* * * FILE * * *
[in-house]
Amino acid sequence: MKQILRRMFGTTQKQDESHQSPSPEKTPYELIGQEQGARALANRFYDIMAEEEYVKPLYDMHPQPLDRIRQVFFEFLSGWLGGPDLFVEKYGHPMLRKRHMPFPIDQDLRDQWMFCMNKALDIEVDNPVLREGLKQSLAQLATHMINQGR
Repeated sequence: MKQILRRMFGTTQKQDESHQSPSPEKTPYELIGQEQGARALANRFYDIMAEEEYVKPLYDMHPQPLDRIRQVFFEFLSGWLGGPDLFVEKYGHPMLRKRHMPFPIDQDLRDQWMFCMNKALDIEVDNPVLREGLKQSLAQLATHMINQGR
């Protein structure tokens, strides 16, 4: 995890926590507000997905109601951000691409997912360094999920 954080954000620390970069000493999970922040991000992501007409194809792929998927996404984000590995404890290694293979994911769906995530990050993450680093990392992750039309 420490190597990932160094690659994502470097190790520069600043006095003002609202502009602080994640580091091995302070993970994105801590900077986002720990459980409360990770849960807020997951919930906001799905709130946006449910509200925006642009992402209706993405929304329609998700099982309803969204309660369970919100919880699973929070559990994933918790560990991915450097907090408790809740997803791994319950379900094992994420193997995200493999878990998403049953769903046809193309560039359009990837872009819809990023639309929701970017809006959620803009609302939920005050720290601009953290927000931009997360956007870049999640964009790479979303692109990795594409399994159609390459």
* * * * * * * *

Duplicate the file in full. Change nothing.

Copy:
[in-house]
Amino acid sequence: MKQILRRMFGTTQKQDESHQSPSPEKTPYELIGQEQGARALANRFYDIMAEEEYVKPLYDMHPQPLDRIRQVFFEFLSGWLGGPDLFVEKYGHPMLRKRHMPFPIDQDLRDQWMFCMNKALDIEVDNPVLREGLKQSLAQLATHMINQGR
Repeated sequence: MKQILRRMFGTTQKQDESHQSPSPEKTPYELIGQEQGARALANRFYDIMAEEEYVKPLYDMHPQPLDRIRQVFFEFLSGWLGGPDLFVEKYGHPMLRKRHMPFPIDQDLRDQWMFCMNKALDIEVDNPVLREGLKQSLAQLATHMINQGR
């Protein structure tokens, strides 16, 4: 995890926590507000997905109601951000691409997912360094999920 954080954000620390970069000493999970922040991000992501007409194809792929998927996404984000590995404890290694293979994911769906995530990050993450680093990392992750039309 420490190597990932160094690659994502470097190790520069600043006095003002609202502009602080994640580091091995302070993970994105801590900077986002720990459980409360990770849960807020997951919930906001799905709130946006449910509200925006642009992402209706993405929304329609998700099982309803969204309660369970919100919880699973929070559990994933918790560990991915450097907090408790809740997803791994319950379900094992994420193997995200493999878990998403049953769903046809193309560039359009990837872009819809990023639309929701970017809006959620803009609302939920005050720290601009953290927000931009997360956007870049999640964009790479979303692109990795594409399994159609390459």